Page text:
France struggles for hearts and minds over North Africa

Half a century after France's North African colonies became free of control from Paris, the economic, political and social links remain strong.

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Two hours after it was confirmed that Michele Alliot-Marie's incautious links with the Tunisian regime of Zine el Abidine Ben Ali had cost her the job of French foreign minister, the French president Nicolas Sarkozy spoke solemnly on television of a "new era" in France's relations with North Africa's Arab nations.
Such is the suspicion among French Muslims about the president's intentions that with his new foreign secretary, the experienced if hardly unblemished Alain Juppe,the government faces an uphill struggle for hearts and minds.
Half a century after France's North African colonies became free of control from Paris, the economic, political and social links remain strong. The balance of trade is evenly poised. France is the region's leading supplier but imports are substantial too.
Until recent years the biggest of these markets, Algeria, invariably operated in France's favour. But in 2006, for the first time, what France bought from Algeria marginally outweighed what it sold - €4.1 billion (Dh21.06bn) against Dh20.4bn, a reversal caused by soaring hydrocarbons prices.
But this must also be seen against a background of generous foreign aid. Official figures, albeit dating from 2005, show about €580 million, 10 per cent of French development funds, goes to the region.
Before debt relief was added to the equation, this worked out at Dh892m for Algeria, Dh816m for Morocco and Dh750m for Tunisia.
So with so much at stake even on economic grounds, it is not surprising that France's large communities with Algerian, Tunisian and other North African roots have been following events on the other side of the Mediterranean with profound concern.
Young French Arabs have expressed as diverse a range of views as would be expected from people often wary of western and especially French intentions, but anxious to show solidarity with protesters taking to the streets against oppressive authority.
If the cafes of Marseille and other cities with large immigrant populations, and internet forums, offer a reliable reading of exile opinion the views are predominantly positive, with reservation, towards demonstrators.
"This revolution has taught us that when people want change, it can come," said an unnamed leader of the French Muslim Student Association, who likened the Tunisian share of the so-called Jasmine Revolution to a nation emerging from a 23-year coma to "win their freedom and fulfilment, and preserve their honour".
"Certainly, the street has seen the blood of innocent Tunisian souls," he said, writing on the association's website. "The bellies of hungry children have digested the fear of adults. But the spirit of youth prevailed over cynicism and fear."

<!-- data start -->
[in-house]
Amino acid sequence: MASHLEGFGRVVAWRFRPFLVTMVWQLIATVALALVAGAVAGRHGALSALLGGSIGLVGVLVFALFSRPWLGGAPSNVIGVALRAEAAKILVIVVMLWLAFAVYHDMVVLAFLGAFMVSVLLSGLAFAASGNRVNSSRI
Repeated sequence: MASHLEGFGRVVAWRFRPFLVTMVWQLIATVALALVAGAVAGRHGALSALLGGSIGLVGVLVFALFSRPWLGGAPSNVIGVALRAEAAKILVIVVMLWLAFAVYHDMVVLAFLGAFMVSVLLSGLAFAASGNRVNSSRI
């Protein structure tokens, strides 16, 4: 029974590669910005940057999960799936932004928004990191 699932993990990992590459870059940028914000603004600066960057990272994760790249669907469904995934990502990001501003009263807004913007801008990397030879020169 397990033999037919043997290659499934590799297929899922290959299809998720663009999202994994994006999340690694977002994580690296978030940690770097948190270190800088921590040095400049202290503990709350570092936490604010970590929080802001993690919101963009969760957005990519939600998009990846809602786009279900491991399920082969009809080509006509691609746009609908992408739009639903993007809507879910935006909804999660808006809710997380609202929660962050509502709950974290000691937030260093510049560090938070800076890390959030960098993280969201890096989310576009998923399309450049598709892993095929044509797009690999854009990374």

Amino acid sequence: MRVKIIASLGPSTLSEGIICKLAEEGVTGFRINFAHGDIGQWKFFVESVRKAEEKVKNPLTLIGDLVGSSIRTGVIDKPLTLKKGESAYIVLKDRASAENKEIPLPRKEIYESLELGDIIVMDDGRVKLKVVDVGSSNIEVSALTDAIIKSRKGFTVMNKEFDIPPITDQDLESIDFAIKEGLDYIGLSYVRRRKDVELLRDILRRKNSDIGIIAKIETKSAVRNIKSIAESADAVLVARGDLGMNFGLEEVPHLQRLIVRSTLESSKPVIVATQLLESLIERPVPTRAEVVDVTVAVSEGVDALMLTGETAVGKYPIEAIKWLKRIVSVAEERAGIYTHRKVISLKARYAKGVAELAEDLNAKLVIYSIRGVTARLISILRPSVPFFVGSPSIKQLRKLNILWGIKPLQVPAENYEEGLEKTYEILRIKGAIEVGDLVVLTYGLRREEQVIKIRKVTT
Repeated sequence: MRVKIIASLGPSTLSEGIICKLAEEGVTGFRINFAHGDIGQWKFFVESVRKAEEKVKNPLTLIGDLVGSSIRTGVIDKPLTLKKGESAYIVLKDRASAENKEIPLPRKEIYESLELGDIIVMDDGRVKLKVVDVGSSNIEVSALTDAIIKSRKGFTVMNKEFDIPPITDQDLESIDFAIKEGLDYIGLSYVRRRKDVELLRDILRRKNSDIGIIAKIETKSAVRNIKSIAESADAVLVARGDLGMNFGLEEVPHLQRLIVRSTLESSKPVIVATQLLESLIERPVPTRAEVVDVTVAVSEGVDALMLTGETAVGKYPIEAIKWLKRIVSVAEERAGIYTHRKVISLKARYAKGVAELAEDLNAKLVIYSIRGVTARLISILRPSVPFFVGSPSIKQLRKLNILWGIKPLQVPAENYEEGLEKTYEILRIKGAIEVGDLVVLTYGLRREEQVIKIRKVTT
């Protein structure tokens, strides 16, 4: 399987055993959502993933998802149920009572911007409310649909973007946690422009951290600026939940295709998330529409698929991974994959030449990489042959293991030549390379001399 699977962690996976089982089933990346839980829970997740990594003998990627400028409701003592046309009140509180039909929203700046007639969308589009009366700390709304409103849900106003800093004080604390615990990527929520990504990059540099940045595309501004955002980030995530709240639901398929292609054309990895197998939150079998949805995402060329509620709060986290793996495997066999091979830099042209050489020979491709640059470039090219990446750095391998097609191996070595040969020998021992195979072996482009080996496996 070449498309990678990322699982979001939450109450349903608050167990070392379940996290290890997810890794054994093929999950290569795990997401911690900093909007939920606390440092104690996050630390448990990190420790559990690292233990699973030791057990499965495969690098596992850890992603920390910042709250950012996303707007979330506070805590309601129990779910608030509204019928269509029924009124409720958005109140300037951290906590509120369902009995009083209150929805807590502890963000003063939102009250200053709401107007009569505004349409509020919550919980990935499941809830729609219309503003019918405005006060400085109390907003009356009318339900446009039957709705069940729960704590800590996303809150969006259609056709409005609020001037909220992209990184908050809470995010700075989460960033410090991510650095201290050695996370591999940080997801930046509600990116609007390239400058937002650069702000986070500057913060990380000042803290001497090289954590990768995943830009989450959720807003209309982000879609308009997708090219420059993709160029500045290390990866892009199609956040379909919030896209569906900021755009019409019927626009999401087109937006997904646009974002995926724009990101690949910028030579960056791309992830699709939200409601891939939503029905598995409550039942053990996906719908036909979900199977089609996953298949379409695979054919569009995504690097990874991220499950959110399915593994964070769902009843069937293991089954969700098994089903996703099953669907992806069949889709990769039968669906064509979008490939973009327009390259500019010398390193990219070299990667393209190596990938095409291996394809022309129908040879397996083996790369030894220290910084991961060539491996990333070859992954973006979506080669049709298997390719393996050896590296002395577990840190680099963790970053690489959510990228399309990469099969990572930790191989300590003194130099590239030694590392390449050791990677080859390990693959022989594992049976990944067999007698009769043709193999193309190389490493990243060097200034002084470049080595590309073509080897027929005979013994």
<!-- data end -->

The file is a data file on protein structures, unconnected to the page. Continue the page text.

Meanwhile, "Rachid", a French-Algerian, cautioned against support for a major uprising in neighbouring Algeria, where protests have been violent but on nothing approaching the scale of other countries.
"With the wealth it has, our country can be the envy of Europe," he said, adding the recent history of hard-won independence and civil war meant change should come gradually, not suddenly. In a country where the majority of people are aged 30 or below, "nothing is missing if we have the will to make the future ours".
In one online discussion, a contributor pointed out that the Tunisians, having ousted the Ben Ali regime in their battle for freedom, were now fleeing in ever greater numbers to Europe.
Thousands have already headed north, especially to Italy, and aid workers say most are intent on staying there or rejoining families in France and Belgium.
Although the Tunisian exodus has been overtaken in scale by events in Libya, Italy has compared the fallout from the Tunisian revolt to the fall of the Berlin Wall and is demanding enormous aid from the EU.
The tourism industry crucial to the Tunisian economy has come to a standstill and this has fuelled the clamour to escape, especially among newly jobless hotel and resort workers.
And in Libya, where events have taken a more disturbing turn with Muammar Qaddafi's harsh response to demonstrations, the pressures have been greater still.
The French oil giant Total was forced to suspend part of its production and repatriate French staff and their families, and the numbers of Libyans seeking to escape across the Egyptian and Tunisian borders has now passed 140,000, according to UN figures.
Eric Gobe, a political scientist at the Institute for Research on the Arab and Muslim world in Aix-en-Provence, believes trade between France and the region is unlikely to suffer long-term damage.
From his wide contacts with North African opinion, Mr Gobe is satisfied the majority support the protest movements. But he warns that in none of the affected countries was a return to stability imminent.
It remains to be seen whether Mr Sarkozy's abrupt change at France's foreign affairs ministry, will be able to hasten that process.